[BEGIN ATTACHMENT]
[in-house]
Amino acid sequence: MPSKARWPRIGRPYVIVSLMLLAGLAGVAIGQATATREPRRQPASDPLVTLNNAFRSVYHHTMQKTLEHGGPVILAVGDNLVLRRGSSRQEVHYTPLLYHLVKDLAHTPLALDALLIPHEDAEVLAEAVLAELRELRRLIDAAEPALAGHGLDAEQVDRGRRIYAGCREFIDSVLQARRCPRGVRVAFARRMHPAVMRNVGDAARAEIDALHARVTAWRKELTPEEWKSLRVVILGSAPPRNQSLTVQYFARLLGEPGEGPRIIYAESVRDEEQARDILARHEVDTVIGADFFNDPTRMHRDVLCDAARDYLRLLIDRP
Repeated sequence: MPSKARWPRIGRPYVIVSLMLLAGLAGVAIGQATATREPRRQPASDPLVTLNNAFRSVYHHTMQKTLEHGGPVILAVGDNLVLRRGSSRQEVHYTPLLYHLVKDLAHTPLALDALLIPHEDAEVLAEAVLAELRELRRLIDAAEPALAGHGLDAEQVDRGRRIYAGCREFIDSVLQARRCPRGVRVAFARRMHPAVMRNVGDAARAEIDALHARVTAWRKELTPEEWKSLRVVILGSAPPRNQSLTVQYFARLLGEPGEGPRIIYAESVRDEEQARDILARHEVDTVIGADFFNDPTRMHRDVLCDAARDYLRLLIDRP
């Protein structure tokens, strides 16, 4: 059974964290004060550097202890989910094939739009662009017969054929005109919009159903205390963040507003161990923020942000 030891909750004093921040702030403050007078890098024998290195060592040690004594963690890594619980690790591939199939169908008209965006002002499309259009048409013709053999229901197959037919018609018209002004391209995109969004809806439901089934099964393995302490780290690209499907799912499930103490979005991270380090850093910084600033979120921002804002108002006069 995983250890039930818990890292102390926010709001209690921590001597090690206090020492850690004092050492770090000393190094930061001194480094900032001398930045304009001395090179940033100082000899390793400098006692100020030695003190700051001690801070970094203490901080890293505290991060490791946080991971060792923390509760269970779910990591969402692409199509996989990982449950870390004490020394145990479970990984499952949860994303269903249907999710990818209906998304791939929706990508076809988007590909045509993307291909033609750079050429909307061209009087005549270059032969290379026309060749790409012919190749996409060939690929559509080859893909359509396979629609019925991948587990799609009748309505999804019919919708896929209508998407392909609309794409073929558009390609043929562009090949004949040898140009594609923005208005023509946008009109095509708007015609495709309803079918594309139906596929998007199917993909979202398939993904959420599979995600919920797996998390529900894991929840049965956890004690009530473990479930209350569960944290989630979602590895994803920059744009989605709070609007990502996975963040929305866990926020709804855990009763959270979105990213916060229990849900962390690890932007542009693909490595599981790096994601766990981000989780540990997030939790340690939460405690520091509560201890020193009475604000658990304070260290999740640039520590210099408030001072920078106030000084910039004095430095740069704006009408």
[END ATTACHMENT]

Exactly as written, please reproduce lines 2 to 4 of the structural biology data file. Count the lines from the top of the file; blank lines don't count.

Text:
Amino acid sequence: MPSKARWPRIGRPYVIVSLMLLAGLAGVAIGQATATREPRRQPASDPLVTLNNAFRSVYHHTMQKTLEHGGPVILAVGDNLVLRRGSSRQEVHYTPLLYHLVKDLAHTPLALDALLIPHEDAEVLAEAVLAELRELRRLIDAAEPALAGHGLDAEQVDRGRRIYAGCREFIDSVLQARRCPRGVRVAFARRMHPAVMRNVGDAARAEIDALHARVTAWRKELTPEEWKSLRVVILGSAPPRNQSLTVQYFARLLGEPGEGPRIIYAESVRDEEQARDILARHEVDTVIGADFFNDPTRMHRDVLCDAARDYLRLLIDRP
Repeated sequence: MPSKARWPRIGRPYVIVSLMLLAGLAGVAIGQATATREPRRQPASDPLVTLNNAFRSVYHHTMQKTLEHGGPVILAVGDNLVLRRGSSRQEVHYTPLLYHLVKDLAHTPLALDALLIPHEDAEVLAEAVLAELRELRRLIDAAEPALAGHGLDAEQVDRGRRIYAGCREFIDSVLQARRCPRGVRVAFARRMHPAVMRNVGDAARAEIDALHARVTAWRKELTPEEWKSLRVVILGSAPPRNQSLTVQYFARLLGEPGEGPRIIYAESVRDEEQARDILARHEVDTVIGADFFNDPTRMHRDVLCDAARDYLRLLIDRP
């Protein structure tokens, strides 16, 4: 059974964290004060550097202890989910094939739009662009017969054929005109919009159903205390963040507003161990923020942000 030891909750004093921040702030403050007078890098024998290195060592040690004594963690890594619980690790591939199939169908008209965006002002499309259009048409013709053999229901197959037919018609018209002004391209995109969004809806439901089934099964393995302490780290690209499907799912499930103490979005991270380090850093910084600033979120921002804002108002006069 995983250890039930818990890292102390926010709001209690921590001597090690206090020492850690004092050492770090000393190094930061001194480094900032001398930045304009001395090179940033100082000899390793400098006692100020030695003190700051001690801070970094203490901080890293505290991060490791946080991971060792923390509760269970779910990591969402692409199509996989990982449950870390004490020394145990479970990984499952949860994303269903249907999710990818209906998304791939929706990508076809988007590909045509993307291909033609750079050429909307061209009087005549270059032969290379026309060749790409012919190749996409060939690929559509080859893909359509396979629609019925991948587990799609009748309505999804019919919708896929209508998407392909609309794409073929558009390609043929562009090949004949040898140009594609923005208005023509946008009109095509708007015609495709309803079918594309139906596929998007199917993909979202398939993904959420599979995600919920797996998390529900894991929840049965956890004690009530473990479930209350569960944290989630979602590895994803920059744009989605709070609007990502996975963040929305866990926020709804855990009763959270979105990213916060229990849900962390690890932007542009693909490595599981790096994601766990981000989780540990997030939790340690939460405690520091509560201890020193009475604000658990304070260290999740640039520590210099408030001072920078106030000084910039004095430095740069704006009408």